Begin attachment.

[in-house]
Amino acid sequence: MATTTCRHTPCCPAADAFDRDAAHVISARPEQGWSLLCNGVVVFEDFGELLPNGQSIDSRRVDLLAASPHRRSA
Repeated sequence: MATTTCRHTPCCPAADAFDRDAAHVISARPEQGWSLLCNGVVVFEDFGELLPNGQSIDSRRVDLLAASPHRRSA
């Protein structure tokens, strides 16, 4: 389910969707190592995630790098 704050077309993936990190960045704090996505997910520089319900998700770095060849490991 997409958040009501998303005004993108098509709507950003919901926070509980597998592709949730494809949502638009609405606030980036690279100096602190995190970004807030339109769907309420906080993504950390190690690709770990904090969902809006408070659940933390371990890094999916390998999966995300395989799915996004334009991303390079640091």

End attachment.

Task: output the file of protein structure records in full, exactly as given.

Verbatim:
[in-house]
Amino acid sequence: MATTTCRHTPCCPAADAFDRDAAHVISARPEQGWSLLCNGVVVFEDFGELLPNGQSIDSRRVDLLAASPHRRSA
Repeated sequence: MATTTCRHTPCCPAADAFDRDAAHVISARPEQGWSLLCNGVVVFEDFGELLPNGQSIDSRRVDLLAASPHRRSA
């Protein structure tokens, strides 16, 4: 389910969707190592995630790098 704050077309993936990190960045704090996505997910520089319900998700770095060849490991 997409958040009501998303005004993108098509709507950003919901926070509980597998592709949730494809949502638009609405606030980036690279100096602190995190970004807030339109769907309420906080993504950390190690690709770990904090969902809006408070659940933390371990890094999916390998999966995300395989799915996004334009991303390079640091």